2010 Volvo XC60 Road Trip (Wrap-up)

2010 Volvo XC60 Long-Term Road Test

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2010 Volvo XC60 Road Trip (Wrap-up)

July 12, 2010

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After 2,490 miles, 120.9 gallons of fuel, and an average of 21 mpg, the Road Trip is done. That fuel economy is pretty remarkable considering the EPA's Hwy mpg figure is exactly the same at 21 mpg, but we managed it with a few hundred pounds of family and stuff.

Follow the jump to see my final impressions and a few more snap shots from the road.

The best fuel economy we earned was on the 428-mile run (a record number of miles from one tank in the XC60, by the way) from Sunriver, OR to Sacramento, CA where, for reasons I cannot comprehend, we earned 25 mpg. I had hoped the next tank would take me the rest of the way home from Sacramento to Fullerton (the navi said it was just 417 miles--see below), but again, for reasons I cannot surmise, that tank took me just 371 miles to Castaic.

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Perhaps the infamous Grapevine section of I-5 (below) took its toll, but I barely made it to the other side where I managed to cram 18.8 gallons of fuel in what Volvo claims is an 18.5 gallon fuel tank.

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But I'm getting ahead of myself a bit.

The worst fuel economy was endured in the Sunriver complex itself where the posted speed limit is 25 mpg. With so many people walking and bicycling, the limit is strictly enforced. Good thing the Volvo's adaptive cruise control can be set as low as 20 mph--see below.

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I've never seen a cruise control that was able to be set at such a low speed. Additionally, the adaptive part still worked, applying brakes gently to keep a safe distance from those who felt that even 20 mph was too darned fast--we were in Oregon after all.

I came to terms with adaptive cruise on this trip, which I have previously criticized because there's no standard (non-adaptive) setting for a selected speed. Typically, there's too much traffic in and around LA for it to work. If you set a speed, the minimum space buffer is large enough for other drivers to jump in front of the Volvo, and the system automatically jumps on the brakes to maintain a safe distance. But on the open road the system works like magic. I see why other people (who don't live in crowded metro areas) love it.

I made my peace with the Volvo's navigation system which often looks like this in Los Angeles...


We used the system with reasonable success finding hotels, gas stations, and to estimate how long each stint would take in hours/minutes. I still don't like that address input (or even city input) is blocked if the car is in motion (and my able-bodied wife is sitting next to me).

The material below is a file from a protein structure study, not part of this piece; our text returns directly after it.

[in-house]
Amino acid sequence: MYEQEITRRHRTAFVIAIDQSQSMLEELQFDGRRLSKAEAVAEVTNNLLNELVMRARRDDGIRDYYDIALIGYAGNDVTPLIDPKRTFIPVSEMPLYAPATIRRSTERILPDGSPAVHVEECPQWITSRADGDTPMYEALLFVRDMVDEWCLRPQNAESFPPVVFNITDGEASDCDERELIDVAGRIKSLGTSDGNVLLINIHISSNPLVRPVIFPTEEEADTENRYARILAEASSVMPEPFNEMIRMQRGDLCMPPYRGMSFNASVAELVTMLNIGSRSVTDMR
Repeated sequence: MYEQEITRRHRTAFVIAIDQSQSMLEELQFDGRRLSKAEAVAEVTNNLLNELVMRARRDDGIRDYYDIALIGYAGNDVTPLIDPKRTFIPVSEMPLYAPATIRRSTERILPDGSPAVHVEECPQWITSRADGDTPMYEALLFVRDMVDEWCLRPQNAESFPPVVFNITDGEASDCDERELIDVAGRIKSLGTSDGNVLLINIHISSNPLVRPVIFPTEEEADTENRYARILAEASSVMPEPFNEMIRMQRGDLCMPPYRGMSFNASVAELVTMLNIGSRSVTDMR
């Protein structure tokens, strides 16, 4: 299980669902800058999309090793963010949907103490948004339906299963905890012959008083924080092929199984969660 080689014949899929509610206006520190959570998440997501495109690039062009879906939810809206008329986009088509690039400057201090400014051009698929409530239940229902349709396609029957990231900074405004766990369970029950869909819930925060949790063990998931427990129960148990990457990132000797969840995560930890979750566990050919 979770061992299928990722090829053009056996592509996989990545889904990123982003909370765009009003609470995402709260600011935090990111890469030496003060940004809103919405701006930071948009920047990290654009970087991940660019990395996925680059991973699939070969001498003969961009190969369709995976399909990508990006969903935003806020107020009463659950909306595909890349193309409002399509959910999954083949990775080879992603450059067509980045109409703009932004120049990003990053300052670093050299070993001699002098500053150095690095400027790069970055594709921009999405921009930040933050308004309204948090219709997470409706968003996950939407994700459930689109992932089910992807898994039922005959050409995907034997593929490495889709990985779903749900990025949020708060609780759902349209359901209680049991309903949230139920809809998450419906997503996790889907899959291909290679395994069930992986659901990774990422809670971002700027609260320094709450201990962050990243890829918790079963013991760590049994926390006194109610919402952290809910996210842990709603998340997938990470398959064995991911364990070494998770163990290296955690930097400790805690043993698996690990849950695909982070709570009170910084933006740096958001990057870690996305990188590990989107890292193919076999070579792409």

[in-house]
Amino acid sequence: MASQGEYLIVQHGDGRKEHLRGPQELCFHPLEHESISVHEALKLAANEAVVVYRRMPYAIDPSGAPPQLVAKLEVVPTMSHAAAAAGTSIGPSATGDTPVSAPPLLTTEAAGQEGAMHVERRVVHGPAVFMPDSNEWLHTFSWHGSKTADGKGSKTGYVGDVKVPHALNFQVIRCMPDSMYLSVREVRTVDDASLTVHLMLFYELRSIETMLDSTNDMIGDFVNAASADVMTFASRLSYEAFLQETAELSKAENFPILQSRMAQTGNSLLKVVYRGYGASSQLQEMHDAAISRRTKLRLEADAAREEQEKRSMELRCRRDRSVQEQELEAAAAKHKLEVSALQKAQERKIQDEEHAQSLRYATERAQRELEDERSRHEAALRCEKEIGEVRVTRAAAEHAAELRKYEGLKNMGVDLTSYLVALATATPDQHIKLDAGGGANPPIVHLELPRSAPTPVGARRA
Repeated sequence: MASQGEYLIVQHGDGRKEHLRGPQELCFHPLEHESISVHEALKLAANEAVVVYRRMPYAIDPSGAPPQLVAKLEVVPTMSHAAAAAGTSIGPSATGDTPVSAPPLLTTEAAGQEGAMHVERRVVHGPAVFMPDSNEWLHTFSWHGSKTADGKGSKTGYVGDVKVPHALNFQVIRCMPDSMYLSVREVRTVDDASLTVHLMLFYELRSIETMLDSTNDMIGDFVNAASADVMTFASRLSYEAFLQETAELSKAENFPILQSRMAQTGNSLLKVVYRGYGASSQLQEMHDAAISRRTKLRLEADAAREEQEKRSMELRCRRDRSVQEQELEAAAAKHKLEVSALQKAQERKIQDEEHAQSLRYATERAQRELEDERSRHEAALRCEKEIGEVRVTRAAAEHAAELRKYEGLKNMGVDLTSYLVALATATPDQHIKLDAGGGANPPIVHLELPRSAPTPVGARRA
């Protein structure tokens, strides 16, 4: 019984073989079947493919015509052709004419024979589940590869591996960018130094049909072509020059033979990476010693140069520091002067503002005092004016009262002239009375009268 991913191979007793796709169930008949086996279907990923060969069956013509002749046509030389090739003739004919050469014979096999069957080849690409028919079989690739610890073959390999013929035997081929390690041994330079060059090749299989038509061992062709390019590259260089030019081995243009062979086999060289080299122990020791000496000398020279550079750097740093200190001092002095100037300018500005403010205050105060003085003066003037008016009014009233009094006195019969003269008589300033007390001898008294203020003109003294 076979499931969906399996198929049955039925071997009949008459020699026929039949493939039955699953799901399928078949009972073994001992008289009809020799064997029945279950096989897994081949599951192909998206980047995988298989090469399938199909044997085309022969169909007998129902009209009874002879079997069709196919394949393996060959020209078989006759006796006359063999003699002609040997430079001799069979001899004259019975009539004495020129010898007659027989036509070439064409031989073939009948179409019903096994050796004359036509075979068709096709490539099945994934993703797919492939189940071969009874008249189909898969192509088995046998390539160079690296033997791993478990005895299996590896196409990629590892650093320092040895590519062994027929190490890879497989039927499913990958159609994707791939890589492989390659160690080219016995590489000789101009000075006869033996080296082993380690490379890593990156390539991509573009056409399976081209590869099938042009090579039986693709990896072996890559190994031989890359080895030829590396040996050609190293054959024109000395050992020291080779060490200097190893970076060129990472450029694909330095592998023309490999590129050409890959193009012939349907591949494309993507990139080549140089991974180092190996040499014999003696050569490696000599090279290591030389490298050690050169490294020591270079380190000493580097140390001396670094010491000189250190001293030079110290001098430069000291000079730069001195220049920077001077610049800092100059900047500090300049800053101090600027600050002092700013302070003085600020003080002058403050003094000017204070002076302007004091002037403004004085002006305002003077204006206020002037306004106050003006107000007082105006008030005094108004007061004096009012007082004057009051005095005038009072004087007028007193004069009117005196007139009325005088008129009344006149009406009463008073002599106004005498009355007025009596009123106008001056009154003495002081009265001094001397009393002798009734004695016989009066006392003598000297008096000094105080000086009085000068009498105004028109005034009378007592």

But when I least expected it, the navigation system came to the rescue just as I encountered unexpected Sunday afternoon traffic--see below.

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Welcome home well-rested, sun-kissed traveler. Woof. The sky went all grayish-blue, the navi screen went all red, and suddenly, a message popped up, telling me that traffic conditions had changed and asking if I'd like to be rerouted. Sure, I'll give it a try... anything to avoid this mess.

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The system told me to get off the I-5, take side streets around the snarl, and re-enter on the other side of sanity--and it worked. So, rather than taking 5 hours, 51 minutes (which was forecast by the system, it actually took 7 hours, 10 minutes.

Unfortunately, I missed the exact moment the odometer clicked off exactly 20,000-miles. Close enough for an official Milestone, I say.

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So, that's the whole enchilada. Great trip, good fun, great sights, and a gentle reminder for those of us on our staff who sometimes transport family dogs to do a better job vacuuming the hair/dander out of the interior. My daughter has asthma and was sniffling/wheezing in the backseat until I discovered a generous layer of Golden Retriever left on the carpeted portion of the rear hatch. I can see how the car wash missed it because they wouldn't necessarily look up when vacuuming the cargo area with the hatch open. Just sayin.

If you're interested in the rest of the trip, here are links to my previous 2010 Volvo XC60 T6 AWD posts:

Part I (Arroyo Grande)

Part II (Mendocino)

Part III (Crater Lake--should be called "Caldera Lake" by the way)

Part IV (Sunriver)

And below are a few more shots from the road for no particular reason.

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If you're ever in Bend, Oregon, this is a terrific new hotel; spacious, inexpensive, and thoroughly modern.

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Mount Shasta looked like it was erupting, but it was just making a cloud or two from the moist air.

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It did look pretty convincing, however.

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Miles and miles and miles of agriculture between Sacramento and Los Angeles on I-5.

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Just another opportunistic silhouette shot.

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What's so damne mezmerizing about perfectly aligned rows of saplings? Must resist looking, must drive, must not zone out.... Good thing I had the Volvo's lane-departure warning system activated.

Thanks for coming along,

Chief Road Test Editor, Chris Walton @ 20,095 miles

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